The renewed turmoil on global financial markets, which saw major falls on Asian markets and a one percent downturn on Wall Street yesterday, underscores the fact that none of the problems that erupted in the 2008 meltdown have been overcome. On the contrary, the latest gyrations are a sure sign that a new crisis is in the making—one set in motion by the very policies put in place by central banks over the past five years.
The initial spark for the selloff was the announcement by Federal Reserve Chairman Ben Bernanke that if economic conditions in the US improved, the Fed would consider easing back on its purchases of bonds under its policy of “quantitative easing”. The panicky response on the markets to this statement has been since compounded by fears of a credit crunch in China due to the tightening of money policy by financial authorities.
Since the third round of quantitative easing (QE3) was announced last September, the Fed has been spending $85 billion per month on purchases of Treasury bonds and mortgage-backed securities, expanding its balance sheet at the rate of $1 trillion per year.
At his press conference last Wednesday, Bernanke issued repeated assurances to the financial markets that the Fed was not tightening monetary policy, but merely easing pressure on the accelerator, and that should economic conditions worsen, even more monetary easing would be carried out.
But such has become the extreme dependence of financial capital on continuous injections of ultra-cheap liquidity from the Fed that even the hint of a future cutback in the flow of funds brought an instant paroxysm on the markets. Bond prices fell, bringing a rise in bond yields (interest rates). On Wall Street, the Dow fell, losing some 200 points in the period immediately following Bernanke’s press conference and dropping a further 350 points the next day before recovering slightly on Friday.
Economic stagnation and contracting markets mean that profits are not reinvested, but lead to the accumulation of large cash balances on the books of corporations—estimated to be as much as $2 trillion in the US economy—which are then used for speculative operations in financial markets.
The violent reaction to the possibility that quantitative easing might be cut back shows the extreme dependence of the capitalist economy on this form of economic parasitism.
…there are signs that perhaps Bernanke is right and the real failure is Obama and Congress. The much vaulted housing “recovery” has been fueled by easy money that allowed investors to buy houses cheap which, when combined with banks holding properties in foreclosure off the market, has resulted in rising prices. In the Guardian, Heidi Moore points out that “double digit rises” in housing prices are not sustainable especially when “house prices are rising when the rest of the economy is languishing; that’s either a sign of an overheated market or some external manipulation.” Economist Dean Baker warns, we seem to be in a new housing bubble and “we may be in for another round of very bad news if interest rates ever return to more normal levels.”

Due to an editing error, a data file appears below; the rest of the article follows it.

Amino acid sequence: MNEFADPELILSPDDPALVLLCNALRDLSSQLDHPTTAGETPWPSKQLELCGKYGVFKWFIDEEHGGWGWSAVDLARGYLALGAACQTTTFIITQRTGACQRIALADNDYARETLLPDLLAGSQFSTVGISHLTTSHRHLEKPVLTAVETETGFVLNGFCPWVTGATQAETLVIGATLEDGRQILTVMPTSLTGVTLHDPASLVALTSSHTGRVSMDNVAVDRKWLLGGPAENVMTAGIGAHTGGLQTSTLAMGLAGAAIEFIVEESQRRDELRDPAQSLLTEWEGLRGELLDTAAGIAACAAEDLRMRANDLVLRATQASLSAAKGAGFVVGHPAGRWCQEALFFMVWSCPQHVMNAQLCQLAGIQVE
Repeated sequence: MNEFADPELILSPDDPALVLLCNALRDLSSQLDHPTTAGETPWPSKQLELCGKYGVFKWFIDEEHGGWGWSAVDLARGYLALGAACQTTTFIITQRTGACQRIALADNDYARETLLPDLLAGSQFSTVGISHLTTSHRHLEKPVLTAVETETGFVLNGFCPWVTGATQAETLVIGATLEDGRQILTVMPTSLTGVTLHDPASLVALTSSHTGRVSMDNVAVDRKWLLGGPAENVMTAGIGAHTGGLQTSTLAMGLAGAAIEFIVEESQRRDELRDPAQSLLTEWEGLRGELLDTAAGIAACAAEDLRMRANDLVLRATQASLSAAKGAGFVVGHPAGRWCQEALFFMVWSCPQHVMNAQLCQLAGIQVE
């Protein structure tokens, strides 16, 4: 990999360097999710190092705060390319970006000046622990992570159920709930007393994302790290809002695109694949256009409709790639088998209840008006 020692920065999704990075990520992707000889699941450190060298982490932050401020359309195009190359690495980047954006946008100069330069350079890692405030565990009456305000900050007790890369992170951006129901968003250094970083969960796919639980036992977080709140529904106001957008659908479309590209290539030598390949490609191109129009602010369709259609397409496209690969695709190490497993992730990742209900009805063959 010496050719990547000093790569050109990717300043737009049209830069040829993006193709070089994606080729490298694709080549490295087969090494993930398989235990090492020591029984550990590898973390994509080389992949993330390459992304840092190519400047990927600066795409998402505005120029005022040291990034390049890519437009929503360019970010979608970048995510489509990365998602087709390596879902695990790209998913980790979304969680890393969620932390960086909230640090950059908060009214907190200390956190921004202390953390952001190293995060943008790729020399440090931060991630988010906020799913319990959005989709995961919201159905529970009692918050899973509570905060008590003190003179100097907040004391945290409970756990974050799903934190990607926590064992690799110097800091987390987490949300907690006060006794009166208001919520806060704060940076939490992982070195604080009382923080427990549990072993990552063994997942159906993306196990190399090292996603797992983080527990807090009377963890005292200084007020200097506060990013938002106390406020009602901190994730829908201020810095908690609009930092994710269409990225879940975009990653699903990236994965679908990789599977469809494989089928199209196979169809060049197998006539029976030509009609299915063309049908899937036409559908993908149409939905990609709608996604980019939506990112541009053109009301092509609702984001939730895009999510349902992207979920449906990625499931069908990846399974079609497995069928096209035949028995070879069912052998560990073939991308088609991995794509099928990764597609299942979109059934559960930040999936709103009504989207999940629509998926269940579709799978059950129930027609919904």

So, both the stock market bubble and the housing bubble, fueled by the Fed’s cheap money policies, may be coming to an end. Optimists pointed to these as the bright signs in the “recovery,” but now we are seeing that they are really a mirage based on the Fed injecting massive amounts of money into the economy.
The reason there is no recovery has been evident to many – the White House and Congress have not put in place policies to create a real recovery. Their focus on reducing the deficit, which has proven to not be based on sound research or an understanding of economic history, starved the country of what it needed most – job creation and rising wages. Instead the people got policies thatcaused stagnant wages and budget cuts that the IMF this week called “senseless and ill-designed.”
The current economy funnels money to the wealthiest (even casinos are getting bailouts); as a result the US middle class is shrinking. In fact, a report this week rates the US middle class as the 27thwealthiest in the world. There are a series of policies, some discussed in this article, that would reverse this trend and create a foundation for a 21st century economy.
Jim Rickards - Slashing rates a big mistake
Wall Street veteran Jim Rickards believes any problems the Reserve Bank has in trying to stave off a recession are its own fault. He also thinks the US Federal Reserve’s talk of winding back Quantitative Easing will prove to be just that, talk.
“The Fed has no clue what will happen when it starts selling assets,” IMF Chief Economist Olivier Blanchard told a meeting of the Institute of International Finance in Paris. “So it cannot make any commitments in term of quantities.”
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